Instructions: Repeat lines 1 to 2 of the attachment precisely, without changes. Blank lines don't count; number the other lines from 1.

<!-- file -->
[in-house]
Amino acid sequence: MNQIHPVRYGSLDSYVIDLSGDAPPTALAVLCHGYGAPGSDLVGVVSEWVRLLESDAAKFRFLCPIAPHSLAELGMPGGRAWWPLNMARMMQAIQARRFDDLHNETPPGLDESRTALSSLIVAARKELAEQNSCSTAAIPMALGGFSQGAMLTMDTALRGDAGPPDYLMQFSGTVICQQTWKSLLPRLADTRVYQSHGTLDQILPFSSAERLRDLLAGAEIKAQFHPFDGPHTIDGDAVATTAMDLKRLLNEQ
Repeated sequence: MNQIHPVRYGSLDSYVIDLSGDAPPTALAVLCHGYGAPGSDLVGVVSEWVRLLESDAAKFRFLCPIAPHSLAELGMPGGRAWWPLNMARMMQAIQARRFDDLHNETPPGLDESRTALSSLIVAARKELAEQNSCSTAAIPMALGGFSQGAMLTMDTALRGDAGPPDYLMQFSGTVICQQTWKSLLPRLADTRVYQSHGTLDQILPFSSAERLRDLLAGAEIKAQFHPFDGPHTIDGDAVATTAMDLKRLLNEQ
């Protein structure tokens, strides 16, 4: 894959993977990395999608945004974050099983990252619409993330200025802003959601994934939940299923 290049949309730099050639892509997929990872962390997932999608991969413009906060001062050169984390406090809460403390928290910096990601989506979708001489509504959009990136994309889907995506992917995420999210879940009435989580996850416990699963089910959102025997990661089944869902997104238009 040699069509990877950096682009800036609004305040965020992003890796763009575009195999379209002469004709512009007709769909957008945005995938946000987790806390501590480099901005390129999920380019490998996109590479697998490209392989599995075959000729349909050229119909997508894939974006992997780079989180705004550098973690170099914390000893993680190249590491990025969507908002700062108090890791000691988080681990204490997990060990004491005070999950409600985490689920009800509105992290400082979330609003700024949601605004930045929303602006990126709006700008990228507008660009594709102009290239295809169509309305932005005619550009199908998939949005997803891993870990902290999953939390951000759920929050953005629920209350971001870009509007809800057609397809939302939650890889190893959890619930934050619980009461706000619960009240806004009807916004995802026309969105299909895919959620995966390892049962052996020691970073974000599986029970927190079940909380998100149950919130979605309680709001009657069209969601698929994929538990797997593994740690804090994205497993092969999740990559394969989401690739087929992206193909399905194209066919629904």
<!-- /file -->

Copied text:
[in-house]
Amino acid sequence: MNQIHPVRYGSLDSYVIDLSGDAPPTALAVLCHGYGAPGSDLVGVVSEWVRLLESDAAKFRFLCPIAPHSLAELGMPGGRAWWPLNMARMMQAIQARRFDDLHNETPPGLDESRTALSSLIVAARKELAEQNSCSTAAIPMALGGFSQGAMLTMDTALRGDAGPPDYLMQFSGTVICQQTWKSLLPRLADTRVYQSHGTLDQILPFSSAERLRDLLAGAEIKAQFHPFDGPHTIDGDAVATTAMDLKRLLNEQ